Tipping Point

Energy Affordability: How Soaring Rates are Exacerbating Inflation and Harming Residents, Farms and Businesses

Voters are increasingly feeling angst about the economy. Inflation is rising at its fastest rate in a generation, a concerning 6.8 percent last year through November. Rapidly rising prices for energy, gasoline and food are particularly problematic for Californians. Everything is getting more expensive. Supply chain disruptions, worker shortages and pain at the gasoline pump and grocery check-out lines have made inflation an economic and political problem for elected officials.

Californians are in for even more sticker shock due to rapidly rising energy costs this winter and over the next few years. While the rising cost of food, gasoline and other consumer goods is affecting all Californians, the cost of electricity and natural gas from California utilities is far outpacing everything else.

Energy affordability must be a top concern for lawmakers and regulators. California’s electricity rates are nearly triple the national average, and are rising five times faster than the rest of the country. Utility investments to make up for years of wildfire mismanagement and neglect are ensuring California’s already sky high electricity rates go even higher.

  • Baseline residential rates have increased more than 59% (SCE), 104% (PG&E), and 126% (SDG&E) since 2009.
  • System average rates have increased more than 50% from 2009 and are expected to continue rising at an alarming rate, far outpacing inflation.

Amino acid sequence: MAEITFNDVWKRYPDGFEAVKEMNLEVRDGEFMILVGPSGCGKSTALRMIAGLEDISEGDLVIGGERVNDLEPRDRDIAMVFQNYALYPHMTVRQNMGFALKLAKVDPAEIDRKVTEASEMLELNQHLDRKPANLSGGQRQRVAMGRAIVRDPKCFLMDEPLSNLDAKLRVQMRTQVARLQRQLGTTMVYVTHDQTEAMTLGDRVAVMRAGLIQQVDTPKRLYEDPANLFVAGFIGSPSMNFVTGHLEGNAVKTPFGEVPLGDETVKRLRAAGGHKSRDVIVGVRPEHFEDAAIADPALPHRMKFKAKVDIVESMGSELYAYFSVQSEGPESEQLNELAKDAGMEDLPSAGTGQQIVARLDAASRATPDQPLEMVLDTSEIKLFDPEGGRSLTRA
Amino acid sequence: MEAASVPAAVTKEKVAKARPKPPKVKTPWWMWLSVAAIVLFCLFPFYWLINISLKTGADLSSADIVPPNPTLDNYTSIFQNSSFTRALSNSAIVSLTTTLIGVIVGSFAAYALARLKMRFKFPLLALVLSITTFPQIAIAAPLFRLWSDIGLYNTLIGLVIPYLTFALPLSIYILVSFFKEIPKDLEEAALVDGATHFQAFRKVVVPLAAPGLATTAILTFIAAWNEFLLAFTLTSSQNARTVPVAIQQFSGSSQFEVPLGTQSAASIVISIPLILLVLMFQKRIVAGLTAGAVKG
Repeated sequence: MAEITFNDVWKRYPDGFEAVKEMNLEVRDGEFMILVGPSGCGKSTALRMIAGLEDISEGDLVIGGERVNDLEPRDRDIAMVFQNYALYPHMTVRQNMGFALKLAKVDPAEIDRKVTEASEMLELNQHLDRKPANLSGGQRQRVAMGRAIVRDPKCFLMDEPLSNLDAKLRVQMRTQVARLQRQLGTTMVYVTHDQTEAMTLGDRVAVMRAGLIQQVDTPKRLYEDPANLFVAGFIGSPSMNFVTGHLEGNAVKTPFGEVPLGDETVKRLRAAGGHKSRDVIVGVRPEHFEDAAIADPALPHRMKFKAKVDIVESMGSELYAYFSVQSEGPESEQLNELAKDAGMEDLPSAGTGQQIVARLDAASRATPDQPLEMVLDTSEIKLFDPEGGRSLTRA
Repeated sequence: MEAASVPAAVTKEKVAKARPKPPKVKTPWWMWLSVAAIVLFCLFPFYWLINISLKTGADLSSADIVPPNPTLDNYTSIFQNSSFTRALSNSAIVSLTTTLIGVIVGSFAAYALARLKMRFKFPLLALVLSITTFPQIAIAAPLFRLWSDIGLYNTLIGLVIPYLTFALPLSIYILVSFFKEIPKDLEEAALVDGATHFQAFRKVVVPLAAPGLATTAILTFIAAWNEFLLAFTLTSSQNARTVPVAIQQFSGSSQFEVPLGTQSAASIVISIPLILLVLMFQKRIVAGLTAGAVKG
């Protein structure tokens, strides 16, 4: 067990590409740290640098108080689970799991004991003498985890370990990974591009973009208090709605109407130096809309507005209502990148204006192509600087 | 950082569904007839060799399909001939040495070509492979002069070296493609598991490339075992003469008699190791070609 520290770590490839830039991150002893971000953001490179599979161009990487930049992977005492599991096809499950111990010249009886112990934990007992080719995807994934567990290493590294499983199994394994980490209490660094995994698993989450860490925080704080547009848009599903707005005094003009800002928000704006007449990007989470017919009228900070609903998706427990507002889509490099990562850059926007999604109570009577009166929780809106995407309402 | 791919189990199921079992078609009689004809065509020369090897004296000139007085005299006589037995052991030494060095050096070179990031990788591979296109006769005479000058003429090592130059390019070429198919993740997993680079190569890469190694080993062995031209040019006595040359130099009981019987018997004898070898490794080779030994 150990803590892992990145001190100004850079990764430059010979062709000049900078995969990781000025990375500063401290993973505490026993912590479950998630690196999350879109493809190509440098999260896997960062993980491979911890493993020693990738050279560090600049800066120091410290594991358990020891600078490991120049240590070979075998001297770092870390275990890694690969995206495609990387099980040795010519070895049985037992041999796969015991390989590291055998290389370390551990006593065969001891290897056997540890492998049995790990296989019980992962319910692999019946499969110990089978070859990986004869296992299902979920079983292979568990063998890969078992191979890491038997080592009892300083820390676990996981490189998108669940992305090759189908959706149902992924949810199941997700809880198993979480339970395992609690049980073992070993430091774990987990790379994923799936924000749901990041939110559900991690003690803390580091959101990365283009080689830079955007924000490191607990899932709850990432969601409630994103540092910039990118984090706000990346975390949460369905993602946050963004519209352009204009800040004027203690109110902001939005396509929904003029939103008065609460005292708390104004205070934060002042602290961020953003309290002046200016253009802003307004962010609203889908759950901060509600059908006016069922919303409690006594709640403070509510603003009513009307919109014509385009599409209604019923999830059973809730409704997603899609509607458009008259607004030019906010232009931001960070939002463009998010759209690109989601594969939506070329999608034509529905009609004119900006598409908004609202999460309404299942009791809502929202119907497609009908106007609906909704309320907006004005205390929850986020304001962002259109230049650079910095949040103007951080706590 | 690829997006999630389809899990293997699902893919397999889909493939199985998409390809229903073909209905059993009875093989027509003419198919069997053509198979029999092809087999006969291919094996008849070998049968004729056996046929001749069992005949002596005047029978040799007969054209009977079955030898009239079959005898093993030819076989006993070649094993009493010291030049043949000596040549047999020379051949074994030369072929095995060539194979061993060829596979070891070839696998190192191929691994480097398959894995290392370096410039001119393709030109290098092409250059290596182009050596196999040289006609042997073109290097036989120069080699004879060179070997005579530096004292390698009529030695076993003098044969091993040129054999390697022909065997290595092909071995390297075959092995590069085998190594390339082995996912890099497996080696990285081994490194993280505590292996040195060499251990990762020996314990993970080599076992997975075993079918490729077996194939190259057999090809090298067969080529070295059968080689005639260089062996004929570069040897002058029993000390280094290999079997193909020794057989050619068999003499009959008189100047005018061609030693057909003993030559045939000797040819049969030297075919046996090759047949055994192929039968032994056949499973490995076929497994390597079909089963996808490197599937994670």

• Pending rate cases at the CPUC are seeking as much as a 45% increase over 2022 rates by 2026.
  • Residential rates are expected to reach 44¢/kwh (SDG&E), 33¢/kwh (PG&E), and 29¢/kwh (SCE) by 2030.
  • Commercial and Industrial rates in California (16.28¢/kwh) are far more than double those found in other neighboring western states such as Arizona (6.67¢/kwh), Nevada (5.74¢/kwh) and Oregon (6.31¢/kwh).
  • Soaring agricultural rates are likewise more than double those found in other states, exacerbated by drought and leading to rapidly rising food costs.
  • Rapidly rising rates greatly exacerbate California’s highest in the nation poverty rate (15.4%) and worst in the country homelessness crisis.

Make no mistake, out-of-control electricity rates will further hamper what is expected to be a very difficult economic recovery and drive inflation. Restaurants, small businesses and residents have been especially hard hit by the pandemic. Policymakers would be wise to avoid any new mandates that will lead to even higher energy costs and the wrath of increasingly cranky voters back home.

Sources: 2011-2017 CPUC website; 2018-2020 utility filings; Public Advocates Offices, Electric Rate Trends; CPUC, Utility Costs & Affordability of the Grid of the Future; SCE Customer Briefing.